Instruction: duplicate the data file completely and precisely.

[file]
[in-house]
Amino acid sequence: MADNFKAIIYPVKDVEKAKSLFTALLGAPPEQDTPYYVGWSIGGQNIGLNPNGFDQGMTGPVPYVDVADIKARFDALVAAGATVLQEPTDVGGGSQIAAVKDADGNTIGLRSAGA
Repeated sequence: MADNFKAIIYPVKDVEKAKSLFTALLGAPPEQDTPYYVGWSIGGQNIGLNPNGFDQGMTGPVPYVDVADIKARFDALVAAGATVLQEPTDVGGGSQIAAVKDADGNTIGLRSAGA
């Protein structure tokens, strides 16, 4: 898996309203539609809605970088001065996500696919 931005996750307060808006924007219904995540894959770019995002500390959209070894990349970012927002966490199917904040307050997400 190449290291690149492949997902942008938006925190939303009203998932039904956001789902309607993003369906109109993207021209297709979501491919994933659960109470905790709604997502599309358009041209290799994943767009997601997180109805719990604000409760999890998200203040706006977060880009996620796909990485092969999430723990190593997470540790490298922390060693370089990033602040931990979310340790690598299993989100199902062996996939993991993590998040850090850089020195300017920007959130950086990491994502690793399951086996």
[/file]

[in-house]
Amino acid sequence: MADNFKAIIYPVKDVEKAKSLFTALLGAPPEQDTPYYVGWSIGGQNIGLNPNGFDQGMTGPVPYVDVADIKARFDALVAAGATVLQEPTDVGGGSQIAAVKDADGNTIGLRSAGA
Repeated sequence: MADNFKAIIYPVKDVEKAKSLFTALLGAPPEQDTPYYVGWSIGGQNIGLNPNGFDQGMTGPVPYVDVADIKARFDALVAAGATVLQEPTDVGGGSQIAAVKDADGNTIGLRSAGA
């Protein structure tokens, strides 16, 4: 898996309203539609809605970088001065996500696919 931005996750307060808006924007219904995540894959770019995002500390959209070894990349970012927002966490199917904040307050997400 190449290291690149492949997902942008938006925190939303009203998932039904956001789902309607993003369906109109993207021209297709979501491919994933659960109470905790709604997502599309358009041209290799994943767009997601997180109805719990604000409760999890998200203040706006977060880009996620796909990485092969999430723990190593997470540790490298922390060693370089990033602040931990979310340790690598299993989100199902062996996939993991993590998040850090850089020195300017920007959130950086990491994502690793399951086996």